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Garda Commissioner Drew Harris before the Committee Oireachtas TV/PA Images
Road Safety

There will be a 'substantial increase’ in number of speed and safety cameras on Irish roads, Harris says

The plan involves all frontline gardaí dedicating 30 minutes of their shift to do roads policing.


THERE WILL BE a “substantial increase” in the number of speed and safety cameras on Irish roads, as the Garda Commissioner pledged to crack down on the number of drivers who speed.

Drew Harris told the Joint Committee on Transport today that there are plans to bring in more than 100 static cameras and average speed traffic cameras over the next year, following a surge in road fatalities in the last year.

Fianna Fail Senator Gerry Horkan claimed that the four most common characteristics of road crashes involve young people driving at weekends night-time driving and rural roads.

“With the best will in the world, we could probably quadruple or multiply by a factor of 10 the number of people in roads policing and we’ll never cover every road road,” he added.

Harris said: “I think a lot of the improvement in our road safety is concentrated on speed.

“If there was less speed, and I know other nations in Europe have concentrated on speed in particular, but there’s particular concentrations on speed in the Scandinavian countries and less speed means that collisions are less severe and perhaps then more survivable.

“We ourselves are looking at a substantial increase in the safety camera network in terms of static road safety cameras.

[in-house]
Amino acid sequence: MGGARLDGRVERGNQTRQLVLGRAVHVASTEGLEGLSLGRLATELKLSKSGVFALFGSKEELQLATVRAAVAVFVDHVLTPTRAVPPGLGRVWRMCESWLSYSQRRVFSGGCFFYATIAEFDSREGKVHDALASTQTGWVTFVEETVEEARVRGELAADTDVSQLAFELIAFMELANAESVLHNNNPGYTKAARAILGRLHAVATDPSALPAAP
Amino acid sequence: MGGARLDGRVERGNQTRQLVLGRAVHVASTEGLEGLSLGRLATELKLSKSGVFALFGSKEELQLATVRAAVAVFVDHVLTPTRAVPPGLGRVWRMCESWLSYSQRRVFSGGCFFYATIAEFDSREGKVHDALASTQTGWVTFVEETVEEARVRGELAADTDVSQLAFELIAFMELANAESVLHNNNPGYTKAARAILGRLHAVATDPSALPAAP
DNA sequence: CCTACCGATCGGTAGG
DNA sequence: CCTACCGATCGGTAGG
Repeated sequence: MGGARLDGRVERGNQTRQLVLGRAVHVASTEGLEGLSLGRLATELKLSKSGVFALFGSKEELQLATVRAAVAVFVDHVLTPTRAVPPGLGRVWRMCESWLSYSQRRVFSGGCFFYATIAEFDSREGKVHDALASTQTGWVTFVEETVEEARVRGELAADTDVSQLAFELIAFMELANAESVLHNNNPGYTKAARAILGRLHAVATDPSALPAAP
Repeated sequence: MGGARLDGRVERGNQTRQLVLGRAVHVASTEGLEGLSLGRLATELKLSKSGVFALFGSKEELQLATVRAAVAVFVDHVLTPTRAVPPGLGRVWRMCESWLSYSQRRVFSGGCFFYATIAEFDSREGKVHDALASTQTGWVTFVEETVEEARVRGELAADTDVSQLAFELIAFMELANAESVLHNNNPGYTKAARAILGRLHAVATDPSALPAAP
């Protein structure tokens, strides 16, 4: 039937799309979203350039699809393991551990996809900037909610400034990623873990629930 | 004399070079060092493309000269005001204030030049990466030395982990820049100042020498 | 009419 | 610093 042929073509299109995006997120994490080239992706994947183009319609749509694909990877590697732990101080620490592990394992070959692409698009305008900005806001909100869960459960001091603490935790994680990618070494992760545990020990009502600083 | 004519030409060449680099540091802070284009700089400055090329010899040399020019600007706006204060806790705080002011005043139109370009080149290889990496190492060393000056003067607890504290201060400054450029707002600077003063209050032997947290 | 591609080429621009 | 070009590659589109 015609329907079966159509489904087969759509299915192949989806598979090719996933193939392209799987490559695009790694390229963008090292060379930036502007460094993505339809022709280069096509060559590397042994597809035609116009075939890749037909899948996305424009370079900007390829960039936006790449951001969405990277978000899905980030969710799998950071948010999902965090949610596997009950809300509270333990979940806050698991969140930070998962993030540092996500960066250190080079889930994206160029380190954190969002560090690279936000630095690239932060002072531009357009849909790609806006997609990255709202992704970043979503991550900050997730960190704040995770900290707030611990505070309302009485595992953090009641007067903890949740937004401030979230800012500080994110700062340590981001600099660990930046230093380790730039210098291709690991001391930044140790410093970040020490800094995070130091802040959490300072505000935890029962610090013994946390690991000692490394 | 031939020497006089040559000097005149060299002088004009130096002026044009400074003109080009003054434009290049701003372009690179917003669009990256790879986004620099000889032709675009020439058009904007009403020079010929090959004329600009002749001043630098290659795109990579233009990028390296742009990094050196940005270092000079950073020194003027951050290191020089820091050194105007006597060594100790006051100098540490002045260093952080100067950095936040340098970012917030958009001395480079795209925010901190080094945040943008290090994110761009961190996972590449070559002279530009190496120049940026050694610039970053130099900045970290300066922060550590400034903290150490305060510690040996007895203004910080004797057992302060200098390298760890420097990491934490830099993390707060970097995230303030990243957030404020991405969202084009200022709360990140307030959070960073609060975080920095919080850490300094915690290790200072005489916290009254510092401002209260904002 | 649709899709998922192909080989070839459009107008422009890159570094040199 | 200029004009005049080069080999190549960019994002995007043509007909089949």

“We’ve set a target of 100 additional road safety cameras.”

Harris told the committee that there are plans to increase the number of road policing gardai to 700 by the end of the year.

The committee heard there are currently 623 officers working in the unit.

Harris appeared before the Oireachtas committee to answer questions over the rising number of road deaths.

72 people have died in road incidents so far in 2024, compared to 59 at this time last year, and there has been an increase in collisions which are up 67 so far this year compared to last. 

Last month, Harris rolled out a new plan that involves all frontline gardai dedicating 30 minutes of their shift to roads policing.

Phone use 

The Garda Commissioner told the Oireachtas Transport committee that gardaí have detected 2,148 people using phones in the first month of the new plan.

Harris said that since the operation began on 12 April, there has been a 55% increase in fixed charge notices because of mobile phone use, and a 40% increase in those detected as driving under the influence. 

He said that the 30-minute shift is one measure gardaí are taking as a result of the upward trend in road deaths this year. 

Harris said that the initiative has been adapted from the Swedish Road Safety Strategy, which has halved road deaths in that country. 

He said that research in Sweden shows that the presence of a police officer in a visible position for a period of 30 minutes collectively alters driver behaviour and reduces speed, which he will say “plays a vital role in reducing fatal or serious injury road traffic collisions”. 

Harris told the committee that gardaí have issued 45,951 fixed charge notices for speeding so far this year. 

He said that 70% of these were detected by mobile speeding cameras, of which there are 55 in the country. Another three will be in operation in the coming weeks. 

Three more speed safety cameras will be set up along the N3, N5 and N2 later this year. 

“These nine static speed cameras will cost approximately €2.4 million over the next 18 months. Their locations have been selected based on fatal and serious injury collision data from the last seven years,” Harris said.

Includes reporting by Press Association

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